New Maersk Line procurement policy for container floorboards aims to reduce demand for illegally logged tropical hardwood
Today, Maersk Line announced a new policy to refrain from purchasing containers with floors made of uncertified tropical hardwood.
“Illegal logging is widely recognised as a serious threat to forests, people and wildlife. We feel obligated to use our purchasing power to push for higher standards and ensure that the timber we use for container floors come from responsible forestry,” says Jacob Sterling, Head of Climate & Environment, Maersk Line.
Traditionally, shipping lines have had their containers fitted with tropical hardwood floors. It takes two cubic metres of hardwood to produce floors for three 40 foot containers. The container industry uses approximately 1.2-1.5 million cubic metres of hardwood annually to meet demand for new containers.
As a result of the new policy, all new Maersk Line containers purchased as of January 2011 will have floors made of timber from sources employing responsible forestry practices or non-wood alternatives such as bamboo and recycled plastic. Any tropical hardwood used will be certified by the Forest Stewardship Council (FSC). As an interim solution applicable only in 2011, tropical hardwood verified as legally compliant will be accepted while other floor types are scaled up in production.
To date, Maersk Line has purchased 64,000 containers that comply with the new policy. Over the next 5 years, Maersk Line will purchase approx. 3 million containers (TEU), more than doubling its current container fleet. A large percentage of the container fleet will therefore have new alternative floorboards within a relative short time span. Certified floors will be in all Maersk Line containers within 18 years, the typical lifetime of a container.
“It will take a while before we can say that all our containers are fitted with the new floors but we trust that our customers will appreciate that the containers we buy to transport their cargo from now on will have more sustainable floor types,” says Jacob Sterling.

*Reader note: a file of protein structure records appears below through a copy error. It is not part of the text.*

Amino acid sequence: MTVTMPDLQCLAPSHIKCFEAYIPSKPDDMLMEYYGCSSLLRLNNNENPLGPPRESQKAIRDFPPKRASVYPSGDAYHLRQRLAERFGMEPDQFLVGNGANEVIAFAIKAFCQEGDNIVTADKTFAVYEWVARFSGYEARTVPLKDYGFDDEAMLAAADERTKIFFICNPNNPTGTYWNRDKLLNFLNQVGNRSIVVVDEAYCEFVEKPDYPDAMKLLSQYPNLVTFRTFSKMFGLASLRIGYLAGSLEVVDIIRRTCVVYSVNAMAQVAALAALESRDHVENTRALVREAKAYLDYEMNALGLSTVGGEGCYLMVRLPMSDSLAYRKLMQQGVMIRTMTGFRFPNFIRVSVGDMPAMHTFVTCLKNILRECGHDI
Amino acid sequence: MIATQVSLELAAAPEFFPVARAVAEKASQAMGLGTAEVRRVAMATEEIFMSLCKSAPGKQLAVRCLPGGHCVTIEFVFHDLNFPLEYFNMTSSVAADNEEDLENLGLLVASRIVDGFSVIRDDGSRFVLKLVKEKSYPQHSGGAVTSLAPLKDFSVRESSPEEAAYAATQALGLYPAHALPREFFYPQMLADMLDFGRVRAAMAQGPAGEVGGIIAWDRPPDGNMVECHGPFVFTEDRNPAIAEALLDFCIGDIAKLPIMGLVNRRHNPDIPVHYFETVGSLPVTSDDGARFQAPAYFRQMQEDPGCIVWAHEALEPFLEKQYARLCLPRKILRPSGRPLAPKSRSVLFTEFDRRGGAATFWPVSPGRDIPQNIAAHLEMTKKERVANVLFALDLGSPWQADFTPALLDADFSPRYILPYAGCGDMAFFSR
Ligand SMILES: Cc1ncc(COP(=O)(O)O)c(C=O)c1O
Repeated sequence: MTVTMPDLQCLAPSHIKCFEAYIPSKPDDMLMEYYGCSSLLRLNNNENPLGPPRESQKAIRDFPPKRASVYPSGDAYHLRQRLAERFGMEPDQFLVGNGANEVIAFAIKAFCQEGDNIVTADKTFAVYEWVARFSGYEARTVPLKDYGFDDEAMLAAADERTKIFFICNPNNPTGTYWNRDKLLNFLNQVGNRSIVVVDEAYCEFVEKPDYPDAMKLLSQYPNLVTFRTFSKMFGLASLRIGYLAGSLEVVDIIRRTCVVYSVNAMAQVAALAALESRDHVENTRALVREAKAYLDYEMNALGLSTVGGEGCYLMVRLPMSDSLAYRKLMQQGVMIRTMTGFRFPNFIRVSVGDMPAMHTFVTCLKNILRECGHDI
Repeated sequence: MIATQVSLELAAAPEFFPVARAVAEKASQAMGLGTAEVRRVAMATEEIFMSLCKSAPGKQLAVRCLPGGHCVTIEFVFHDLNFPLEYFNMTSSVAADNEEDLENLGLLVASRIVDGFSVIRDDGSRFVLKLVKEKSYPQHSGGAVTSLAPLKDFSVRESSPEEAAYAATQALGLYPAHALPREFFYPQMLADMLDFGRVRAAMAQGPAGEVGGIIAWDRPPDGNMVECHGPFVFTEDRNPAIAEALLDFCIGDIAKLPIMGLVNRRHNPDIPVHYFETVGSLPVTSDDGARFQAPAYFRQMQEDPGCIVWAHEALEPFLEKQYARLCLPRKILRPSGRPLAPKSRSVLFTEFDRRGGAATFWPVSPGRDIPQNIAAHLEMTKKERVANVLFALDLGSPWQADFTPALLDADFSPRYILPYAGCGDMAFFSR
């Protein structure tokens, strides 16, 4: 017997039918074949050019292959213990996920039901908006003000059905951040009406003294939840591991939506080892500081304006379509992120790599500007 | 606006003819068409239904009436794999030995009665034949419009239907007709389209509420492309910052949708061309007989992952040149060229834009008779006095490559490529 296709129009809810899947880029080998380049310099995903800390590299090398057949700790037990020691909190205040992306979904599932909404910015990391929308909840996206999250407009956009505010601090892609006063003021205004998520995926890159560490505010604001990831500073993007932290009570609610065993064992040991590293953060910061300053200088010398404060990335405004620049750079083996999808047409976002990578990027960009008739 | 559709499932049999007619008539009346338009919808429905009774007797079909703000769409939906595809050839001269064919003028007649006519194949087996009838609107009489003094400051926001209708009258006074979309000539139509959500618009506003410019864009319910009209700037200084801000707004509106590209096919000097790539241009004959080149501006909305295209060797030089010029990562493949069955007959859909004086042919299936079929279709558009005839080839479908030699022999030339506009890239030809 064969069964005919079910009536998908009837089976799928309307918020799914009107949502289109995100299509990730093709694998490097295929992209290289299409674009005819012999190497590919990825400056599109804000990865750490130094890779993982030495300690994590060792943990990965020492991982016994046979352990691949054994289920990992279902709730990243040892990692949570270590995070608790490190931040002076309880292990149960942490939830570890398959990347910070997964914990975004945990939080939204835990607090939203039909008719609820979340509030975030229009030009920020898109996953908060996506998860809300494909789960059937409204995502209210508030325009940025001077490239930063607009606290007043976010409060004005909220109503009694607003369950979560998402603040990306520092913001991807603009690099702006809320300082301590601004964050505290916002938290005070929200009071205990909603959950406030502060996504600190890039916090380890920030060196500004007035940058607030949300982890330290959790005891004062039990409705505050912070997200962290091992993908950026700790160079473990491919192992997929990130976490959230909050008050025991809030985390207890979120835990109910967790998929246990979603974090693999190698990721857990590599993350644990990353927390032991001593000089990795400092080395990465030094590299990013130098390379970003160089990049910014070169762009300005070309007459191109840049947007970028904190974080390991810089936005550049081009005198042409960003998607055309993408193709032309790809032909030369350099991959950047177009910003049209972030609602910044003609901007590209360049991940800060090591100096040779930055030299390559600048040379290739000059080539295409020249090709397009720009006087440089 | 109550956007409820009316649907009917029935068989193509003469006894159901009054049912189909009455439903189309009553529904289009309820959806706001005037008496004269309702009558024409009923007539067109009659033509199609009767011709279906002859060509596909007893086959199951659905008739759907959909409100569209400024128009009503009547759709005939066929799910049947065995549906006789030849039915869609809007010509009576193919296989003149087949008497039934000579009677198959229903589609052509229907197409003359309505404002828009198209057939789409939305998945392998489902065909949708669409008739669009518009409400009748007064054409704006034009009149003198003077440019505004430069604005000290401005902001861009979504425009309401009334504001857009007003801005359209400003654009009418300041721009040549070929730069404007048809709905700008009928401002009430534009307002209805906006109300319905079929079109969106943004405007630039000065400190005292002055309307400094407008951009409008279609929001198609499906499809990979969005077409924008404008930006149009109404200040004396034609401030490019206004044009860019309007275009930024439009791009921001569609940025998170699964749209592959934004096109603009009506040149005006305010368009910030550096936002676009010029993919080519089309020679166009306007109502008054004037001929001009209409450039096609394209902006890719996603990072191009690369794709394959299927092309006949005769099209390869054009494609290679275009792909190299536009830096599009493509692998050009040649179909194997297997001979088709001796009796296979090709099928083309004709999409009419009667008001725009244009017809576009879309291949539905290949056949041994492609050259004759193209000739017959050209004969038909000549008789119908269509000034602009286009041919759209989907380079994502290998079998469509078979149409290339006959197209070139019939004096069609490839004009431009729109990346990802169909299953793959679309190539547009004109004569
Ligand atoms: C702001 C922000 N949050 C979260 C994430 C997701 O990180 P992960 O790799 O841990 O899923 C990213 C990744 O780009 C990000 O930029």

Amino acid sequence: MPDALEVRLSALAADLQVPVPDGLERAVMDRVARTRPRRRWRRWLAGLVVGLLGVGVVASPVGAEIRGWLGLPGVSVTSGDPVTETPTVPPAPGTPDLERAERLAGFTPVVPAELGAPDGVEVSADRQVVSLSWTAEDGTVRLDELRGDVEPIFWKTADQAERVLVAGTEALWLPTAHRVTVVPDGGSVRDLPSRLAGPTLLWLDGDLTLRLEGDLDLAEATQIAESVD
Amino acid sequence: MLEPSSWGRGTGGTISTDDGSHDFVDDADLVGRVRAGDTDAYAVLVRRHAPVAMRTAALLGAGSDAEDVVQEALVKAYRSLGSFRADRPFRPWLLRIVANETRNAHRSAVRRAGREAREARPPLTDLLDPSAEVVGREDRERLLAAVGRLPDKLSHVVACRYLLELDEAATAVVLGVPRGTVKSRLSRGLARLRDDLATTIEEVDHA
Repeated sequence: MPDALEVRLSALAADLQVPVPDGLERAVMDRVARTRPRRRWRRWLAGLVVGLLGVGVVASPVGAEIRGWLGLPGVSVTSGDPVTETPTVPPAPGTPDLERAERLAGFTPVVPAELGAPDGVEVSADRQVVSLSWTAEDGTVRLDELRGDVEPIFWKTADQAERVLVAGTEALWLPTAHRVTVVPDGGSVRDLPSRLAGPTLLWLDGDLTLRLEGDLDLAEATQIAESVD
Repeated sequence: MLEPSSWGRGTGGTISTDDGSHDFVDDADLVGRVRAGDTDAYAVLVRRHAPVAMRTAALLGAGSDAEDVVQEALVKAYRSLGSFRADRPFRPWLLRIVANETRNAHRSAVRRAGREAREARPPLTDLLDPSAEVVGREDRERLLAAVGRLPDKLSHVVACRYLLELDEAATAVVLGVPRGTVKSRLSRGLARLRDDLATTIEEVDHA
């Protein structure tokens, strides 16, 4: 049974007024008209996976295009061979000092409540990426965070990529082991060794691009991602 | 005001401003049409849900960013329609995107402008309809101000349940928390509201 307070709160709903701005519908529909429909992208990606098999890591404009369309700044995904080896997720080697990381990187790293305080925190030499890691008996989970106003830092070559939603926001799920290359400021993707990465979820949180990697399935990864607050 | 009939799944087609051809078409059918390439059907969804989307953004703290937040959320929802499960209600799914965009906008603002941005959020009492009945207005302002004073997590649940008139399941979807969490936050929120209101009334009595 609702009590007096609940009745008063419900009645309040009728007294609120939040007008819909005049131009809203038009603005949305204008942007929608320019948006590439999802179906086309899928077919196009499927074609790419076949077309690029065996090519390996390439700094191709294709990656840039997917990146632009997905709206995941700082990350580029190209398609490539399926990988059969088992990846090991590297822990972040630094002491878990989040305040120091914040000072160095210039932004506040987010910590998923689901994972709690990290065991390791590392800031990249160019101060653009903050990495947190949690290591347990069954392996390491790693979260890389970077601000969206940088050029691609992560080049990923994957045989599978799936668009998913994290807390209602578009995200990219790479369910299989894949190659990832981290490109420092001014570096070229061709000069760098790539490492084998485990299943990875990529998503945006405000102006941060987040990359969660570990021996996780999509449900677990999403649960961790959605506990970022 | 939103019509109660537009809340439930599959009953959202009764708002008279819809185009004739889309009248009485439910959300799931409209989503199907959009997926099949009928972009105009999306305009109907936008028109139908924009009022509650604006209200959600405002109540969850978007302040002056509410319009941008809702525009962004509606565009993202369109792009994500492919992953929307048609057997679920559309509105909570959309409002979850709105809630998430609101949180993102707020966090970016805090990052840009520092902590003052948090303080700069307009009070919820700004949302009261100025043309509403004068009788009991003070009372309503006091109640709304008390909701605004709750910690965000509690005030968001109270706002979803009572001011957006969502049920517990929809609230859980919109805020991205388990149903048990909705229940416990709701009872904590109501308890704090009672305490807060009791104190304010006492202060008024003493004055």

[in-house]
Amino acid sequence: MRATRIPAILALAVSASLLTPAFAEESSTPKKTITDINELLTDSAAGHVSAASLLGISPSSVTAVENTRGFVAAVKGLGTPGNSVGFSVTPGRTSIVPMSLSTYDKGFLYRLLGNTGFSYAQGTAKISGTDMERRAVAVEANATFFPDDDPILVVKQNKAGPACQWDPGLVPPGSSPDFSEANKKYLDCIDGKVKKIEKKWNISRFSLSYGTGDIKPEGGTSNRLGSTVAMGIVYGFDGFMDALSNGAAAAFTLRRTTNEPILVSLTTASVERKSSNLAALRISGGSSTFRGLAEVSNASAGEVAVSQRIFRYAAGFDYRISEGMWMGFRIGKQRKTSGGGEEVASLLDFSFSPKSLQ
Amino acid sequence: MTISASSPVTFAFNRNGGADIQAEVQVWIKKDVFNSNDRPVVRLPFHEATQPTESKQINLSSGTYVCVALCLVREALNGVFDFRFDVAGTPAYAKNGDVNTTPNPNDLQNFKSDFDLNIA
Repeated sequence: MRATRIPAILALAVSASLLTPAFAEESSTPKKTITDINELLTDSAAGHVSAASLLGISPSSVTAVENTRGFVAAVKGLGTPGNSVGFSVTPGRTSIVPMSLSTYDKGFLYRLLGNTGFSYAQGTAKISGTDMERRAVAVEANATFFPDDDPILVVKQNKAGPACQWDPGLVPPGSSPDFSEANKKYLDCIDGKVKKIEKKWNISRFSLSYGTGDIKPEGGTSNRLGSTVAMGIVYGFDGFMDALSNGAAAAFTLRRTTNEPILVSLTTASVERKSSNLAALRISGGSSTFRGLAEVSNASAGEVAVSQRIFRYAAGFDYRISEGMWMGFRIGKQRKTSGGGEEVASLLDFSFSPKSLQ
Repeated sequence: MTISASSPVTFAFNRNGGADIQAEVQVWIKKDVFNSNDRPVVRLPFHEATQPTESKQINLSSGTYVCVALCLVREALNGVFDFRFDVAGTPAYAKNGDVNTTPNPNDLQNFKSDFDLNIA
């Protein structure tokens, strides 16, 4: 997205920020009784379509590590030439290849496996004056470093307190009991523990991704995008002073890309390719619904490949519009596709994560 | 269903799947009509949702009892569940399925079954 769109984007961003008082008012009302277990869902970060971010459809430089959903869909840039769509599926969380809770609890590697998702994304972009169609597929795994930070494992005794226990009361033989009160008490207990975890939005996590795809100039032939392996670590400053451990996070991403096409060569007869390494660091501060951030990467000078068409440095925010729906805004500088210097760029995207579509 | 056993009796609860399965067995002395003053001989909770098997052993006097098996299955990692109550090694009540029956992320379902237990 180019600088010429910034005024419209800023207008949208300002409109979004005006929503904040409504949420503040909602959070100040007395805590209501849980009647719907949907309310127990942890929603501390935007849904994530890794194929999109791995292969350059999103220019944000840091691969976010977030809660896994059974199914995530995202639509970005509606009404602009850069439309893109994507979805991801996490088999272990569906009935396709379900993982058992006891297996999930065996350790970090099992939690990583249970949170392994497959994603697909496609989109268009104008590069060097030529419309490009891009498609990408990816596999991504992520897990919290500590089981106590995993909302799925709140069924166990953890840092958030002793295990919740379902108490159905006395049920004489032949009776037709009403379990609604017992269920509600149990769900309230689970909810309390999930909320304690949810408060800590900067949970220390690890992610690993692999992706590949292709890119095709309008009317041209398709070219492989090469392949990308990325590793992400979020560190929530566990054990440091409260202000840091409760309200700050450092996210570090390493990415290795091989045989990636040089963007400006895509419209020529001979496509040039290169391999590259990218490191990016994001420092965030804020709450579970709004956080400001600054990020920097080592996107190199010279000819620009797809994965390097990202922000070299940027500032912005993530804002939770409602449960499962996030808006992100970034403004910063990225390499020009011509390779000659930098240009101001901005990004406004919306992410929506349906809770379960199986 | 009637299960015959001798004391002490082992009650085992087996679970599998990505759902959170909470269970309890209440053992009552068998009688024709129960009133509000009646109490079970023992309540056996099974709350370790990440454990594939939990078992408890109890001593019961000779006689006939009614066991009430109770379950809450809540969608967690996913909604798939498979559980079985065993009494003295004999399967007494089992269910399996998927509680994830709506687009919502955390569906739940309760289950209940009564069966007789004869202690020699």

The new alternative flooring solutions have been tested and developed in partnership with company suppliers.
Maersk Container Industry (MCI) in Dongguan, China produced its first FSC-labelled container for Maersk Line in April 2011. The container is fitted with hardwood floor from certified responsible forestry.
“We have spent several years testing alternative materials and developing suppliers to avoid the use of uncertified tropical timber. We are pleased to introduce a viable and competitive solution for our customers,” says Peter Nymand, CEO, Maersk Container Industry.
FSC’s Director General Andre de Freitas is satisfied with Maersk Line’s policy.
“Through preference for FSC certified products, Maersk has prioritised essential social and environmental criteria throughout its supply chain.”
Responsible Procurement at Maersk Line
Through our commitment to the UN Global Compact, Maersk Line will integrate sustainability, not only in our own organisation, but also in our global supply chain. In 2011, Maersk Line will initiate the implementation of a global Maersk Responsible Procurement Programme with the purpose of driving responsible business practices and continuous improvement in our global supplier base. By end of 2011 at least 50% of Maersk Line’s operational spend will be covered by the Maersk Responsible Procurement Programme.
In addition to our general efforts, Maersk Line also takes steps to drive long-term and systematic improvements in selected purchasing categories where we have a significant impact such as the procurement of containers and vessels.
Source: Maersk Line